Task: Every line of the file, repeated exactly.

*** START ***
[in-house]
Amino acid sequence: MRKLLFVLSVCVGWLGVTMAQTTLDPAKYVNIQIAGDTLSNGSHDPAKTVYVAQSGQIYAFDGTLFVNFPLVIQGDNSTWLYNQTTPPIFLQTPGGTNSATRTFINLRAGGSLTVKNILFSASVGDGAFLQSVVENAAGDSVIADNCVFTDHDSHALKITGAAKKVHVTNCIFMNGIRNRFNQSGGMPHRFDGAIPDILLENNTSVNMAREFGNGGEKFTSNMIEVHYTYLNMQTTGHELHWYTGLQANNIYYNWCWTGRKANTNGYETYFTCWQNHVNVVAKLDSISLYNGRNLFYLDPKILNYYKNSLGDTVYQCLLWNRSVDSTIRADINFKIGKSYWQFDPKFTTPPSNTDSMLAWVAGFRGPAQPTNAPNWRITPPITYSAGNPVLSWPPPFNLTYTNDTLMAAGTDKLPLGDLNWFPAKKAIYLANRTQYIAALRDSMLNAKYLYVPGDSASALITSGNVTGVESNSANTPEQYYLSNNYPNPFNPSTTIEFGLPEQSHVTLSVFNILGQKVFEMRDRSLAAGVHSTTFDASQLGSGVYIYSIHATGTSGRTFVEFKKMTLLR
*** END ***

[in-house]
Amino acid sequence: MRKLLFVLSVCVGWLGVTMAQTTLDPAKYVNIQIAGDTLSNGSHDPAKTVYVAQSGQIYAFDGTLFVNFPLVIQGDNSTWLYNQTTPPIFLQTPGGTNSATRTFINLRAGGSLTVKNILFSASVGDGAFLQSVVENAAGDSVIADNCVFTDHDSHALKITGAAKKVHVTNCIFMNGIRNRFNQSGGMPHRFDGAIPDILLENNTSVNMAREFGNGGEKFTSNMIEVHYTYLNMQTTGHELHWYTGLQANNIYYNWCWTGRKANTNGYETYFTCWQNHVNVVAKLDSISLYNGRNLFYLDPKILNYYKNSLGDTVYQCLLWNRSVDSTIRADINFKIGKSYWQFDPKFTTPPSNTDSMLAWVAGFRGPAQPTNAPNWRITPPITYSAGNPVLSWPPPFNLTYTNDTLMAAGTDKLPLGDLNWFPAKKAIYLANRTQYIAALRDSMLNAKYLYVPGDSASALITSGNVTGVESNSANTPEQYYLSNNYPNPFNPSTTIEFGLPEQSHVTLSVFNILGQKVFEMRDRSLAAGVHSTTFDASQLGSGVYIYSIHATGTSGRTFVEFKKMTLLR